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As advances in technology continue to change the way we live and work, they are also changing the types of skills we need to get a good job. Currently, there are more than seven million open jobs in the U.S., and many business leaders say it’s because they can’t find enough men and women with the skills they are looking for to do those jobs.
I had a chance to sit down with Tom Finke, chairman and CEO of Barings, a $335+ billion global asset management and financial services company, to talk about how to prepare today’s workers for those high-skill jobs.
“We have demands for skills that are going unfilled. And it’s not just more computer science majors, it’s really across the board when you think of those able to service the smart appliances of the world. I think training and education and advancing it from what really is a 100-plus-year-old model to the future is important,” according to Finke.
Barbara Humpton, CEO of Siemens USA, agrees that looking at new models of education is important to bring workers up-to-date on the skills needed in today’s workforce. She believes businesses themselves need to take a more active role in providing that education.
“I really think life-long learning is what it’s going to be all about in the future. We’re spending a lot of time actually talking to colleges, community colleges, and universities about what they can be doing to engage with us as we build relationships and help prepare people, so they can come back into the academic environment, maybe throughout their careers,” Humpton tells me.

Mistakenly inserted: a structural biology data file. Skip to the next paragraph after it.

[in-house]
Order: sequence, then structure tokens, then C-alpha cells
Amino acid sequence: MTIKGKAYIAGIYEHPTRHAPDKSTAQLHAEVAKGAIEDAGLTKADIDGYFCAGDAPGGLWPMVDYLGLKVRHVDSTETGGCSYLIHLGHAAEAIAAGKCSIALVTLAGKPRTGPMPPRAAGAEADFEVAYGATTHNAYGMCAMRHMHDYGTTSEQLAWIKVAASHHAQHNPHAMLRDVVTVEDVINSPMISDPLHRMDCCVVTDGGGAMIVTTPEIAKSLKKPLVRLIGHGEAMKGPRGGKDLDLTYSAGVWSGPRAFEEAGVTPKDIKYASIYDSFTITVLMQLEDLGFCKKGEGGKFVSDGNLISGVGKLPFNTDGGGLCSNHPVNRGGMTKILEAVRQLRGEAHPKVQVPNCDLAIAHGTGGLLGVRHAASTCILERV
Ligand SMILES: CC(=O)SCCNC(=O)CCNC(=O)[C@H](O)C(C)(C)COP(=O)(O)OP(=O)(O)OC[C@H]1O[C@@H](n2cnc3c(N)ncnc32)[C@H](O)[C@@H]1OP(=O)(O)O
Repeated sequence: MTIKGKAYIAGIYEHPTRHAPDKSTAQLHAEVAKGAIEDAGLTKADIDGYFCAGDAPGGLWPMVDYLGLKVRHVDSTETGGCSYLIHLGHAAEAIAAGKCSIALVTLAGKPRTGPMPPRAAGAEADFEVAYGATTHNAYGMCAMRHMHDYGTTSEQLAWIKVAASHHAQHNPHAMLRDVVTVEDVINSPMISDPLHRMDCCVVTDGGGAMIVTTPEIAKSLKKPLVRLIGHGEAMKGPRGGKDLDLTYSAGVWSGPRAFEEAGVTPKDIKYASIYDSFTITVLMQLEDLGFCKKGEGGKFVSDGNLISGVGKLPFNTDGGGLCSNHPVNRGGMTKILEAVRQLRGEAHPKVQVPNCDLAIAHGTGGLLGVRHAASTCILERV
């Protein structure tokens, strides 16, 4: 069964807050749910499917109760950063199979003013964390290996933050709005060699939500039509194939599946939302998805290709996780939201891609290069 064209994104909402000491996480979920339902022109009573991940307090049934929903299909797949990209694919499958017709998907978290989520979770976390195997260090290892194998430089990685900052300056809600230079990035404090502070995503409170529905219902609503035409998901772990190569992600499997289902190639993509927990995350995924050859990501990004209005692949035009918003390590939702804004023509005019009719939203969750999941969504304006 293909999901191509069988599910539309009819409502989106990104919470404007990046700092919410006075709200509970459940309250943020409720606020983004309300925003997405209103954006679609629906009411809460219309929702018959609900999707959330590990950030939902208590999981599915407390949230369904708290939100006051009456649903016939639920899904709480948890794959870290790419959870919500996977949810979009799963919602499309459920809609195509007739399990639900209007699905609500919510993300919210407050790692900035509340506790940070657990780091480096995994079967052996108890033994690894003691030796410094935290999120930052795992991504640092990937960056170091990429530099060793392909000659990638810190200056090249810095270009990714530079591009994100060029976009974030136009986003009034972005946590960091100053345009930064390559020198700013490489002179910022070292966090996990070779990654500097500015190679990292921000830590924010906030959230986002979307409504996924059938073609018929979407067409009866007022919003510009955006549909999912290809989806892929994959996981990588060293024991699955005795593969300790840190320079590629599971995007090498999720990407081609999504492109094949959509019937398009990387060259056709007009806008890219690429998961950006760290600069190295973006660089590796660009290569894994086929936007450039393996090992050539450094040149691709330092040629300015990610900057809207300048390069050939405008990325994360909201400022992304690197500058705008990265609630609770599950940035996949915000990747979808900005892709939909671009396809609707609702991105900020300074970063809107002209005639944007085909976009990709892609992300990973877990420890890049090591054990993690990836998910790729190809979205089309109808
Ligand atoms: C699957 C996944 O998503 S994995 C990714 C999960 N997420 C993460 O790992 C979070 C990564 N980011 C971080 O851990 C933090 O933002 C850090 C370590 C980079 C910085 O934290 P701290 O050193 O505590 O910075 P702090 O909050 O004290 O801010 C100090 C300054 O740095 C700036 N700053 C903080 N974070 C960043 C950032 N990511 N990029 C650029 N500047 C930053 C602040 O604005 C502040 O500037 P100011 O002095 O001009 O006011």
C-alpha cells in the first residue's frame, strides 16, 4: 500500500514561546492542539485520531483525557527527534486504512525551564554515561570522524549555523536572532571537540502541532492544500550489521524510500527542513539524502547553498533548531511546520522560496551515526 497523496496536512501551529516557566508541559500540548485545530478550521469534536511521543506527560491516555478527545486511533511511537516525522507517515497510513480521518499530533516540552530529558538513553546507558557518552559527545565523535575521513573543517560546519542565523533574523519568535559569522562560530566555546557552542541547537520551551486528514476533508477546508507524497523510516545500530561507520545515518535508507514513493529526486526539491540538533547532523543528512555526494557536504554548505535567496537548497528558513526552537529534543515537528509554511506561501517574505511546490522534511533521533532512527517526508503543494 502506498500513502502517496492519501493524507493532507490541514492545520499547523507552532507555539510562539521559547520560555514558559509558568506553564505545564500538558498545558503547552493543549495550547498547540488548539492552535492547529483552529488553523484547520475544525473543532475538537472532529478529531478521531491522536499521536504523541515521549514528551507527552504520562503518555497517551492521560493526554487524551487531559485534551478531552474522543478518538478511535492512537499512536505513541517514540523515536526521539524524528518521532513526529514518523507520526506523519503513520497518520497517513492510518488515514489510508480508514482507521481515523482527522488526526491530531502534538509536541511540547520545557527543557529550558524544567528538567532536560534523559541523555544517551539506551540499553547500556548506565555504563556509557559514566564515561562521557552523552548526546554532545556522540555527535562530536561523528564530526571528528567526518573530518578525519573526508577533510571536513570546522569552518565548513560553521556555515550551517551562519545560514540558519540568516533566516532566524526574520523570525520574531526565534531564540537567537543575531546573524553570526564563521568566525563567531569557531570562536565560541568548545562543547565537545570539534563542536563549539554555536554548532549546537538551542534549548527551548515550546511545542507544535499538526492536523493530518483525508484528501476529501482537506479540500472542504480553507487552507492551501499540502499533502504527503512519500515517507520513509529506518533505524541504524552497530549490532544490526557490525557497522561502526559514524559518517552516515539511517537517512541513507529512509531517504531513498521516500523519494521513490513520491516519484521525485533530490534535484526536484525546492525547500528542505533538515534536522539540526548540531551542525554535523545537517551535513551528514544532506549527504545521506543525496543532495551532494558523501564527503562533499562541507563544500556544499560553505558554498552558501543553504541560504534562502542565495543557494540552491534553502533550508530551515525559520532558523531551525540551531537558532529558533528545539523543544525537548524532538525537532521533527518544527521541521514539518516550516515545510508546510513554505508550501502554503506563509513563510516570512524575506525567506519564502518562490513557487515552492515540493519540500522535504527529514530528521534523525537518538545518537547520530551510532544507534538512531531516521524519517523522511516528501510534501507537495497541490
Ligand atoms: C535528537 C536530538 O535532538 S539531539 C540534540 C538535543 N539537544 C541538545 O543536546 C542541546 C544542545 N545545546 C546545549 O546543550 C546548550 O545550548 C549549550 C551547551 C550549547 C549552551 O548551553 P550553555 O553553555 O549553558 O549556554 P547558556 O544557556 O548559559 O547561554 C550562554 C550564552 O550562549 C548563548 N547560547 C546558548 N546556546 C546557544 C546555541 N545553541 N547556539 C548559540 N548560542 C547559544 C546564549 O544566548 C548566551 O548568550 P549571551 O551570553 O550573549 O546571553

For Donato Tramuto, CEO of Tivity Health, many of his employees are already skilled in new technology since they are creating connective programs for health care and fitness.
“This company has been technology-enabled for many years. About 20 percent of my workforce are in technology. They’re developing the apps. They’re developing the interfaces. They’re developing how we implement the algorithms,” says Tramuto.
We hope you enjoy these conversations about the future of worker and the worker which took place at the Milken Institute Global Conference 2019 in Beverly Hills.
You can find Work in Progress, a WorkingNation podcast, anywhere you get your podcasts. Search Work in Progress and look for our logo.
Episode 106: C-Suite Solutions: Focus on the Workers
Host: Ramona Schindelheim, WorkingNation Editor-in-Chief
Producer: Anny Celsi
Executive Producers: Joan Lynch, Melissa Panzer, and Ramona Schindelheim
Music: Composed by Lee Rosevere and licensed under CC by 4.0.
You can check out all the other podcasts at this link: Work in Progress podcasts